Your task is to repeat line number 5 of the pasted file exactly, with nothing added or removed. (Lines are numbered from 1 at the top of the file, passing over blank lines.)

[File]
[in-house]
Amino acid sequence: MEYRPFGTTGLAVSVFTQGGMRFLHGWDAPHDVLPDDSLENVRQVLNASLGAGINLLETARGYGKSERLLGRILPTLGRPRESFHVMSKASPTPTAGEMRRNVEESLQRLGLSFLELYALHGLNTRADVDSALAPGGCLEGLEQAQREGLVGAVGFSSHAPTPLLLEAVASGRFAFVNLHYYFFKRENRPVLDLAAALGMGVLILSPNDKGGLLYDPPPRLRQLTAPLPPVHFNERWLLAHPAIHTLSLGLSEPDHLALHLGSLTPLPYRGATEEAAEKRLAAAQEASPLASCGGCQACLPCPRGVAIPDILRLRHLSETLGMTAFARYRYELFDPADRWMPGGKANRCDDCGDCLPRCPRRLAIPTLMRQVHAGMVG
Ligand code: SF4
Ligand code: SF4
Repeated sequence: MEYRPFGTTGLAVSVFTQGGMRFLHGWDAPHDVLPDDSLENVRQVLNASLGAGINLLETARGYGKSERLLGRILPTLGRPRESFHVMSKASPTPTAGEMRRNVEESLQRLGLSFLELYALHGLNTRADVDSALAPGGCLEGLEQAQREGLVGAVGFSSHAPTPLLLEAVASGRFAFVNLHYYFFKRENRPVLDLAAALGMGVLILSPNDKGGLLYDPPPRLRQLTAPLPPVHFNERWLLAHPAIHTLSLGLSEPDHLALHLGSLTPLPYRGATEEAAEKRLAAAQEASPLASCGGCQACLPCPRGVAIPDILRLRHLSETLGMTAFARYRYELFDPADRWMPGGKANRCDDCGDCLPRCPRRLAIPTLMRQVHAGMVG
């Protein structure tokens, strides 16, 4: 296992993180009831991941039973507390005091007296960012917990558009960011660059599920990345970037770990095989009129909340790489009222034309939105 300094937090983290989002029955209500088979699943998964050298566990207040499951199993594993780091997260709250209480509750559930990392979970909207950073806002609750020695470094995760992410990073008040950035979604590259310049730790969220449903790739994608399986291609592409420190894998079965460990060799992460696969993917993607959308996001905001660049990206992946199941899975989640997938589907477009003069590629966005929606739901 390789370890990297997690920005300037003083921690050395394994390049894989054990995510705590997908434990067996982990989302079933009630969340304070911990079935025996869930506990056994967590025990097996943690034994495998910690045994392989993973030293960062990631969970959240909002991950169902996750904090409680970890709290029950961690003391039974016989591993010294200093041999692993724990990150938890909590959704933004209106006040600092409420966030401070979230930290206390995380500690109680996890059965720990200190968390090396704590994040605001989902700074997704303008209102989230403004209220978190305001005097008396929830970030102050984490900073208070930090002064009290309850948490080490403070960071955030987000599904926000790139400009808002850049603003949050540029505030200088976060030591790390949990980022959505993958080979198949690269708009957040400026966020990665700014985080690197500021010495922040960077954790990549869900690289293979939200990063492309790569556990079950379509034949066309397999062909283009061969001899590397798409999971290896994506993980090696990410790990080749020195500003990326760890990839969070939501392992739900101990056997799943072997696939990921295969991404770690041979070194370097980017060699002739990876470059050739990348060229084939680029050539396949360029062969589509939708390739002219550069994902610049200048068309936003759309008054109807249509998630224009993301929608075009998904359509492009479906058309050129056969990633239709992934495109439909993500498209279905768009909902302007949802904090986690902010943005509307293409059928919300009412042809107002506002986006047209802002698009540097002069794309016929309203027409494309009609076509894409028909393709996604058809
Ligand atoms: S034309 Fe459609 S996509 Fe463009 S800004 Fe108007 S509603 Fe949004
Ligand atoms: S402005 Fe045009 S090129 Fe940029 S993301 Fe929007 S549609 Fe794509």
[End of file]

Repeated sequence: MEYRPFGTTGLAVSVFTQGGMRFLHGWDAPHDVLPDDSLENVRQVLNASLGAGINLLETARGYGKSERLLGRILPTLGRPRESFHVMSKASPTPTAGEMRRNVEESLQRLGLSFLELYALHGLNTRADVDSALAPGGCLEGLEQAQREGLVGAVGFSSHAPTPLLLEAVASGRFAFVNLHYYFFKRENRPVLDLAAALGMGVLILSPNDKGGLLYDPPPRLRQLTAPLPPVHFNERWLLAHPAIHTLSLGLSEPDHLALHLGSLTPLPYRGATEEAAEKRLAAAQEASPLASCGGCQACLPCPRGVAIPDILRLRHLSETLGMTAFARYRYELFDPADRWMPGGKANRCDDCGDCLPRCPRRLAIPTLMRQVHAGMVG